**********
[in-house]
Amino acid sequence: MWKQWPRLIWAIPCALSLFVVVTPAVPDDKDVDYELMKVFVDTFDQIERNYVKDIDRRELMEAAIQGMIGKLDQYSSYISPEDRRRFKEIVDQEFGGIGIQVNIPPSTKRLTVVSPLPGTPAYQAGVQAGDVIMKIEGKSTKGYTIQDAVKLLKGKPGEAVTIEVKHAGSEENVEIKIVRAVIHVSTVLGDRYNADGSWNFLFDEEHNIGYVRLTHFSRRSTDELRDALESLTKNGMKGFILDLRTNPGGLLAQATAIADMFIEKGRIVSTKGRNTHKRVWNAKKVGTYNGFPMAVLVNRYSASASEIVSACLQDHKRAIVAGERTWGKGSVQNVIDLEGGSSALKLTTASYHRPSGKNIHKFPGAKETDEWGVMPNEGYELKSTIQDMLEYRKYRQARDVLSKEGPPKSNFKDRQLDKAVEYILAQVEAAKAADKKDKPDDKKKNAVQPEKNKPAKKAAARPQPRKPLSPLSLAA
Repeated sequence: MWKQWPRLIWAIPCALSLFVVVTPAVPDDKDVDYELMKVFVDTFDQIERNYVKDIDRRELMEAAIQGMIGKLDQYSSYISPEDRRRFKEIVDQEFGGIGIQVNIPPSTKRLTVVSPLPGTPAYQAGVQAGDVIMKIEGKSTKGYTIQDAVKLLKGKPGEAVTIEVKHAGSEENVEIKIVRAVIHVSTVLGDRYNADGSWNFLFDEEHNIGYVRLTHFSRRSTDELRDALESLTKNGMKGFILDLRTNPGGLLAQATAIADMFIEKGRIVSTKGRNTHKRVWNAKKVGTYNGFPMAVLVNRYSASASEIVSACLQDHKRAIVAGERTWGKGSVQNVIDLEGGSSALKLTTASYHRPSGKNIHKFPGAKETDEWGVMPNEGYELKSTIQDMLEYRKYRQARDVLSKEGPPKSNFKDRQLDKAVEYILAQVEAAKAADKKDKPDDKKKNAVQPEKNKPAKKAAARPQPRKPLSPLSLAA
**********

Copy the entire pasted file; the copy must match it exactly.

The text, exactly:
[in-house]
Amino acid sequence: MWKQWPRLIWAIPCALSLFVVVTPAVPDDKDVDYELMKVFVDTFDQIERNYVKDIDRRELMEAAIQGMIGKLDQYSSYISPEDRRRFKEIVDQEFGGIGIQVNIPPSTKRLTVVSPLPGTPAYQAGVQAGDVIMKIEGKSTKGYTIQDAVKLLKGKPGEAVTIEVKHAGSEENVEIKIVRAVIHVSTVLGDRYNADGSWNFLFDEEHNIGYVRLTHFSRRSTDELRDALESLTKNGMKGFILDLRTNPGGLLAQATAIADMFIEKGRIVSTKGRNTHKRVWNAKKVGTYNGFPMAVLVNRYSASASEIVSACLQDHKRAIVAGERTWGKGSVQNVIDLEGGSSALKLTTASYHRPSGKNIHKFPGAKETDEWGVMPNEGYELKSTIQDMLEYRKYRQARDVLSKEGPPKSNFKDRQLDKAVEYILAQVEAAKAADKKDKPDDKKKNAVQPEKNKPAKKAAARPQPRKPLSPLSLAA
Repeated sequence: MWKQWPRLIWAIPCALSLFVVVTPAVPDDKDVDYELMKVFVDTFDQIERNYVKDIDRRELMEAAIQGMIGKLDQYSSYISPEDRRRFKEIVDQEFGGIGIQVNIPPSTKRLTVVSPLPGTPAYQAGVQAGDVIMKIEGKSTKGYTIQDAVKLLKGKPGEAVTIEVKHAGSEENVEIKIVRAVIHVSTVLGDRYNADGSWNFLFDEEHNIGYVRLTHFSRRSTDELRDALESLTKNGMKGFILDLRTNPGGLLAQATAIADMFIEKGRIVSTKGRNTHKRVWNAKKVGTYNGFPMAVLVNRYSASASEIVSACLQDHKRAIVAGERTWGKGSVQNVIDLEGGSSALKLTTASYHRPSGKNIHKFPGAKETDEWGVMPNEGYELKSTIQDMLEYRKYRQARDVLSKEGPPKSNFKDRQLDKAVEYILAQVEAAKAADKKDKPDDKKKNAVQPEKNKPAKKAAARPQPRKPLSPLSLAA